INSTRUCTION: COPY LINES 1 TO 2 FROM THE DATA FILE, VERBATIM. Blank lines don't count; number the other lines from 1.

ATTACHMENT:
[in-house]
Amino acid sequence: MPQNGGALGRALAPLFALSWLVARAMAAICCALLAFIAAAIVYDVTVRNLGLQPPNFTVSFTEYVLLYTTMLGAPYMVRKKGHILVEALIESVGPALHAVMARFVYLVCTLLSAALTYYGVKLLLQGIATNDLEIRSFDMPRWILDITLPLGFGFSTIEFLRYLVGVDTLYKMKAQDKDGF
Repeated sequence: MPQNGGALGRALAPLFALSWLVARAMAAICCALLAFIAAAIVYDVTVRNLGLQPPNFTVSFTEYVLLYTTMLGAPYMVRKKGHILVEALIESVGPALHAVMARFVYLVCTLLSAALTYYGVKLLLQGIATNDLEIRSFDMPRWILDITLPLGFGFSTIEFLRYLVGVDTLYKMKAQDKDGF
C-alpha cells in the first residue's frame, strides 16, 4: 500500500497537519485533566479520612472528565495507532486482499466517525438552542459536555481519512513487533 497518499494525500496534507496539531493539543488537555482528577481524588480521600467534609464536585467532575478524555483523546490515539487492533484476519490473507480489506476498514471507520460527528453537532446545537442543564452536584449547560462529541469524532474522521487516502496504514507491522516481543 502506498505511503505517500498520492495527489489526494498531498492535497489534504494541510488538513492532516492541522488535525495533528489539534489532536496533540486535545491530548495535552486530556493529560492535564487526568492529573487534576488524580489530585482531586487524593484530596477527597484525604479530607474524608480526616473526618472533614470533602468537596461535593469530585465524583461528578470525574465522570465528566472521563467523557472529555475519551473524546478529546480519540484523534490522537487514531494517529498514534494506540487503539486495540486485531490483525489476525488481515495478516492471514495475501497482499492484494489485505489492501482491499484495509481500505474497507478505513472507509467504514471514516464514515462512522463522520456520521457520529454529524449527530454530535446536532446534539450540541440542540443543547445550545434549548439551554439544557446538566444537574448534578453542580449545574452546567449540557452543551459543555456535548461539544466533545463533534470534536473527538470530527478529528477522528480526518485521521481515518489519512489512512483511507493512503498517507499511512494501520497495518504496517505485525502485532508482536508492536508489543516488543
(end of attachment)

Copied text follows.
[in-house]
Amino acid sequence: MPQNGGALGRALAPLFALSWLVARAMAAICCALLAFIAAAIVYDVTVRNLGLQPPNFTVSFTEYVLLYTTMLGAPYMVRKKGHILVEALIESVGPALHAVMARFVYLVCTLLSAALTYYGVKLLLQGIATNDLEIRSFDMPRWILDITLPLGFGFSTIEFLRYLVGVDTLYKMKAQDKDGF